From the archives, 1959: Pusan center helps disabled to walk again
Stars and Stripes July 18, 2023
This article first appeared in the Stars and Stripes Pacific edition, Jan. 12, 1959. It is republished unedited in its original form.
PUSAN — In almost four years of bitter warfare against communist invaders of their homeland, countless Republic of Korea fighting men were killed, wounded or disabled.
Many survivors of the Korean war are still disabled — hobbling on shattered limbs, trying to eke out a living with missing arms or legs or depending on relatives for charity to stay alive.
In this southern Korean city, the National Rehabilitation Center is the only institution of its kind on the peninsula dedicated solely to the goal of helping disabled Korean veterans to help themselves.
And the medical experts here have taken upon themselves the additional task of finding jobs for those disabled who have attained relative dexterity with artificial limbs and have learned a trade at the center.
In the five years the National Rehabilitation Center has been at work, more than 24,000 disabled Koreans have passed through the foundation. Eighty percent of these have been veterans of Korean fighting.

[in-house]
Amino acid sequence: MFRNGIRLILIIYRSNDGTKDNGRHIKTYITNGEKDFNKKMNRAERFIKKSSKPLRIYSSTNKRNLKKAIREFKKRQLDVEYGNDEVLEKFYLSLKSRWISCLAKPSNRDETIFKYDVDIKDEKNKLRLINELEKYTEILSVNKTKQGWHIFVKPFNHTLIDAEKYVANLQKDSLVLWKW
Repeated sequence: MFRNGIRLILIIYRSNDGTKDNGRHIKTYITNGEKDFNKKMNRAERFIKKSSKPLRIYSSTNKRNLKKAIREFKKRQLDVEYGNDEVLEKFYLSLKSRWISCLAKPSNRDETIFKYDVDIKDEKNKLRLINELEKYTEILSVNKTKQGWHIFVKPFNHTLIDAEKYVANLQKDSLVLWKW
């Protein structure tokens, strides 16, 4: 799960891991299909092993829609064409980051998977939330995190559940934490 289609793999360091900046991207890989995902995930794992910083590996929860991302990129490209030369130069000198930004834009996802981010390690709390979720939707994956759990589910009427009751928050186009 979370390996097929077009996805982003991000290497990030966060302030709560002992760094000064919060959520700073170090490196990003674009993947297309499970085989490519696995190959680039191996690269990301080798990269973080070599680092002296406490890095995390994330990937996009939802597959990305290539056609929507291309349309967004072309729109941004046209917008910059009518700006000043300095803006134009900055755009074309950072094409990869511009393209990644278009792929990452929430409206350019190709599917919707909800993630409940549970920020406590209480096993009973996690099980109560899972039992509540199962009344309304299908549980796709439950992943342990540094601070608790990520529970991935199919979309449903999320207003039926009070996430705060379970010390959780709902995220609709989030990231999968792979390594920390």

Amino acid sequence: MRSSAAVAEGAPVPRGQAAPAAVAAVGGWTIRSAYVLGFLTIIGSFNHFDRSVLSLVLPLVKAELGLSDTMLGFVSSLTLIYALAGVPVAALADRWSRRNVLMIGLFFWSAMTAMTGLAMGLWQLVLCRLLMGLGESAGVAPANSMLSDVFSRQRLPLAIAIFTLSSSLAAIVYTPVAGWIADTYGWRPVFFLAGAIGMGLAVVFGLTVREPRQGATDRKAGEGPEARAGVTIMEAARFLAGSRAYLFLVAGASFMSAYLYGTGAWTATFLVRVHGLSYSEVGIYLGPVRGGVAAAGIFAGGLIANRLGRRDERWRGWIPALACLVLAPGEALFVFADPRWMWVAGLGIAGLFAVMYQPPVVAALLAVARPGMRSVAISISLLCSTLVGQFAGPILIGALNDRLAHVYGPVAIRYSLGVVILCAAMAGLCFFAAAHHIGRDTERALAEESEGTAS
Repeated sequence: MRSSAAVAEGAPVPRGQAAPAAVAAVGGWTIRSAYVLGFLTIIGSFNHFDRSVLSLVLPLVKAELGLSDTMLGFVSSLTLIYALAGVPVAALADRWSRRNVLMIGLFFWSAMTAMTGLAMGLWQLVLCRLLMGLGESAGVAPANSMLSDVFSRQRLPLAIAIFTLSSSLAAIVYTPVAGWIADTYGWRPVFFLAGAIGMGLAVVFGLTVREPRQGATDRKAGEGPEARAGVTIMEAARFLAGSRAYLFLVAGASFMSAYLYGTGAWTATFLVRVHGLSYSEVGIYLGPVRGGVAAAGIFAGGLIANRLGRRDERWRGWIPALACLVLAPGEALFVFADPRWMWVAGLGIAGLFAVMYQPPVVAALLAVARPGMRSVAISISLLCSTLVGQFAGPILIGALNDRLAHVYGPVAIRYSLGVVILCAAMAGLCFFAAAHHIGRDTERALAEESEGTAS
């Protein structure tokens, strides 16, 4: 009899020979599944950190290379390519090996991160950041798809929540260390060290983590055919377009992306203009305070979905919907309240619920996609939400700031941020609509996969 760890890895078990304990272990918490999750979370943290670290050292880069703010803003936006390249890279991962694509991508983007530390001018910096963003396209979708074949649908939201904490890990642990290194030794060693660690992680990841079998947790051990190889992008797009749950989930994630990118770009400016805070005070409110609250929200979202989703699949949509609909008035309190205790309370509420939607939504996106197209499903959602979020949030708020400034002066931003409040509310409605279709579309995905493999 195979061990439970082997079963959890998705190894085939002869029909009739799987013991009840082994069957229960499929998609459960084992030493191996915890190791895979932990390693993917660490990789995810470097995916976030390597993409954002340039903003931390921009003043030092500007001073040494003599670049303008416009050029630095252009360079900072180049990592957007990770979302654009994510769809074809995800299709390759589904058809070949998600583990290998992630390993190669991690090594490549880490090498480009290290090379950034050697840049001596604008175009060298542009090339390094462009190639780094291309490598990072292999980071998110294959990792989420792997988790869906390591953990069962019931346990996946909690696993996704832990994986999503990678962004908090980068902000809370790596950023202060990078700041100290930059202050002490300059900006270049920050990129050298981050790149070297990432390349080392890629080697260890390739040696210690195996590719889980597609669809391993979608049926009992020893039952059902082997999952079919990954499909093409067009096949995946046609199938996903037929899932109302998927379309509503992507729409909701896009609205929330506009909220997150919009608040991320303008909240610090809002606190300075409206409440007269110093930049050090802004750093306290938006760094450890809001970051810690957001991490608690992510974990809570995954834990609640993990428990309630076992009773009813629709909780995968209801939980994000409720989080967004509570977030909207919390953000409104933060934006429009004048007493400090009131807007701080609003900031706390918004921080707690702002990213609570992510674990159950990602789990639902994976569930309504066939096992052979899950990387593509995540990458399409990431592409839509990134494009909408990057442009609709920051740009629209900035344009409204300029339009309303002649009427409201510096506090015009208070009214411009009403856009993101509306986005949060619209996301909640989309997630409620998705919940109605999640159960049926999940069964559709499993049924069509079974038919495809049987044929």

Others are Korean civilians — mostly children — suffering from the dread, crippling effects of polio.
The hospital was built in 1958 with UNKRA and American-Korean Foundation funds and is dedicated to two distinct phases of aid and recovery.
Patients in the rehabilitation center who are missing limbs have artificial legs or arms made for them in shops operated by the institute. More than 1,500 such devices have been made in the past two-and-a-half years.
After a patient has been fitted with the proper limbs and has learned to use them properly, he is enrolled in one of the vocational training courses conducted by the center. He remains in the school for about one year until he learns a trade.
A current job shortage in Korea has kept all graduates of the training course from being employed, but job placement men of the center boast that over one-half of the rehabilitated men coming from the center are now at work.
Taught at the trade school are drafting, carpentry, shoemaking, barbering, commercial art and sheet metal work.
Incorporated with the craft training and the fitting of artificial limbs is the care and physical therapy treatment of the handicapped.
Included in this phase of the center’s activities are many children who have been stricken with polio.
Staffed by 98 Koreans and two Europeans, the institute is still the only center of its type in Korea, but more projects similar to the National Rehabilitation Center are being planned. The Pusan establishment is being used as a protype for the institutes in the making.
Directed by Mun Yung Kim, the center in Pusan has a capacity of about 300. Newer and more modern structures are gradually replacing the outmoded facilities.
On the staff are two doctors certified and trained by the Western world in the filed of fitting artificial limbs. Dr. Chung Hie Oh and Dr. Hung Tong Chun.
Representing UNKRA at the center are Ambrose Vear, chief advisor, and Miss Elin Aas, physical therapist.
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